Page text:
Whole grains can lower your risk of chronic diseases such as type 2 diabetes and heart disease, and have been associated with a 15% lower overall mortality rate. They are also linked to lower risks of stroke and obesity. Finally, the dietary fiber in whole grains makes you feel full, so you are likely to eat fewer calories. Therefore, including whole grains in your regular diet can help you maintain a healthy weight.
When grocery shopping, read food labels carefully to find good sources of whole grains. True whole-grain products will list whole wheat, whole oats, or some other whole grain as the main ingredient, and when possible, choose products that are made with 100% whole grains. If the label simply says, “made with wheat flour,” that could be a marketing ploy, since even highly processed white flour is made from wheat flour. Another thing to keep in mind: whole grains have to be stored a little more carefully than refined grains. Keep whole grains covered, in a cool, dry place for up to three months for flours/meals and six months for intact grains. Put any grains or flours you don’t plan to use right away in the freezer.
- Cooked cereals are a wonderful choice (try this Apple-Scented Oatmeal with Buckwheat), but also consider adding oats, millet, or bulgur to muffin batter.
- Grain salads are perfect for packed lunches. Repurpose last night’s leftovers by mixing whole grains with beans, chopped veggies, and a simple vinaigrette for a mid-day meal that will keep you full until dinner.
- Whole grains make the perfect side dish. Try this easy Forbidden Rice with Scallions.
- Add whole grains to a veggie burger, like this Bulgur-Black Bean Veggie Burger, or use them to bulk up vegetable soups.
- Stuff cooked whole grains into hollowed out bell peppers or squash, then bake.
American Heart Association. “Whole Grains and Fiber.” Updated August 6, 2015. http://www.heart.org/HEARTORG/HealthyLiving/HealthyEating/HealthyDietGoals/Whole-Grains-and-Fiber_UCM_303249_Article.jsp#.VrYPXFJOJFI
Harvard T.H. Chan School of Public Health. “More Whole Grains Linked with Lower Mortality.” Published January 5, 2015. http://www.hsph.harvard.edu/news/press-releases/more-whole-grains-linked-with-lower-mortality-risk/
Whole Foods Market. “Whole Grains.” http://www.wholefoodsmarket.com/recipes/food-guides/whole-grains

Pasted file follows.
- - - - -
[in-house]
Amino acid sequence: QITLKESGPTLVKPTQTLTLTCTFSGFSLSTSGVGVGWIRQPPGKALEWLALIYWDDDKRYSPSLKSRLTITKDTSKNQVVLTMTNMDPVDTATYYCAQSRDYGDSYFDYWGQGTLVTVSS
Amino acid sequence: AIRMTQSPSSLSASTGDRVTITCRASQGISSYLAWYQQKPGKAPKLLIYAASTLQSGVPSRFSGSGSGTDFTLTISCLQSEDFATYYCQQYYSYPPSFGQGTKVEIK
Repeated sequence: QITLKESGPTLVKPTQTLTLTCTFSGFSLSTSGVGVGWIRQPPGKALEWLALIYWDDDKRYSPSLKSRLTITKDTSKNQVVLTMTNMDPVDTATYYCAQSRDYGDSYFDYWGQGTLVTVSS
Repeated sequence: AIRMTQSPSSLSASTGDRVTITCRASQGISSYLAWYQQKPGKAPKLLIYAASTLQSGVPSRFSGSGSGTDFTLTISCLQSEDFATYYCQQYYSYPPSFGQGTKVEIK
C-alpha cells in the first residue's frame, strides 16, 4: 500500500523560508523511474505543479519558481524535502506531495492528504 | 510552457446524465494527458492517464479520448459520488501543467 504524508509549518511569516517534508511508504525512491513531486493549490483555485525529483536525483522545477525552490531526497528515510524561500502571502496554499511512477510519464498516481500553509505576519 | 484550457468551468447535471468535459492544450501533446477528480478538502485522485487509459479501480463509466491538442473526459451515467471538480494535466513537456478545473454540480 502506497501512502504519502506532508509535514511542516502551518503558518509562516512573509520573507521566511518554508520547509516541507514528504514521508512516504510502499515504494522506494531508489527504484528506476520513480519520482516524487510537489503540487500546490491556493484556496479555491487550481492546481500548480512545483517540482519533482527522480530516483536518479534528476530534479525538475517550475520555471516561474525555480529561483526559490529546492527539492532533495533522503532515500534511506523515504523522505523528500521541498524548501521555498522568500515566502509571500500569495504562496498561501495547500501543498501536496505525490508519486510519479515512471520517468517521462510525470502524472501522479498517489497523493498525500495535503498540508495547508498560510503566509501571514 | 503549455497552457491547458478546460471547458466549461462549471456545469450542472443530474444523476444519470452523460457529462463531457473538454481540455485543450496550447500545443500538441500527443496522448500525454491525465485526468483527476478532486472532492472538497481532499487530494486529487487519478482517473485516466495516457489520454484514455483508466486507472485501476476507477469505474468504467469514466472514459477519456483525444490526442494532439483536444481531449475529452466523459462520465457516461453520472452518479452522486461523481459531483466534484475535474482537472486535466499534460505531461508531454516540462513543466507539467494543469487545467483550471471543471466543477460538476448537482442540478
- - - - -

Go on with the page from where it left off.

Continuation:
Photo Credit: Healthline. http://www.healthline.com/health-blogs/diet-diva/nutritional-superstar-whole-grains
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So if you are 40 years old, it would look like this:
206.9 – (0.67 x 40=26.8) = 180.1 HRmax
The other important number to know is your Resting Heart Rate. This number is determined when you are completely at rest. A good time to measure is first thing in the morning before you get out of bed. To find your target zones, let's pretend your Resting Heart Rate is 80, and we'll round your HRmax to 180:
[(HRmax – Resting HR) x % intensity] + Resting HR = Target HR
[(180 – 80) x .65 = 65] + 80 = 145
[(180 – 80) x .85 = 85] + 80 = 165
Target HR Range= 145-165
So as you can see, Target Heart Rate Training isn't rocket science, but it does require a little bit of math. Once you have determined your target range, how do you use it? Well, you'll need to check your heart rate periodically during exercise. You can check it manually by lightly pressing your fingertips on the inside of your wrist, counting your pulse for 15 seconds, and multiplying by 4. There is also a variety of devices designed to track your heart rate electronically. One of the most accurate devices for measuring your heart rate is the chest strap model, which fits close to the body, measures your heart rate continuously, and transmits it to some type of receiver. Wrist watch-style devices, smart phones, etc can all act as receivers, and some cardio machines including indoor cycles are also able to "sync" with electronic monitors. Strapless models (most commonly watch-style) are more affordable and comfortable, but are often less accurate.
If you have questions about target heart rates, we have team members who can assist you! Contact us.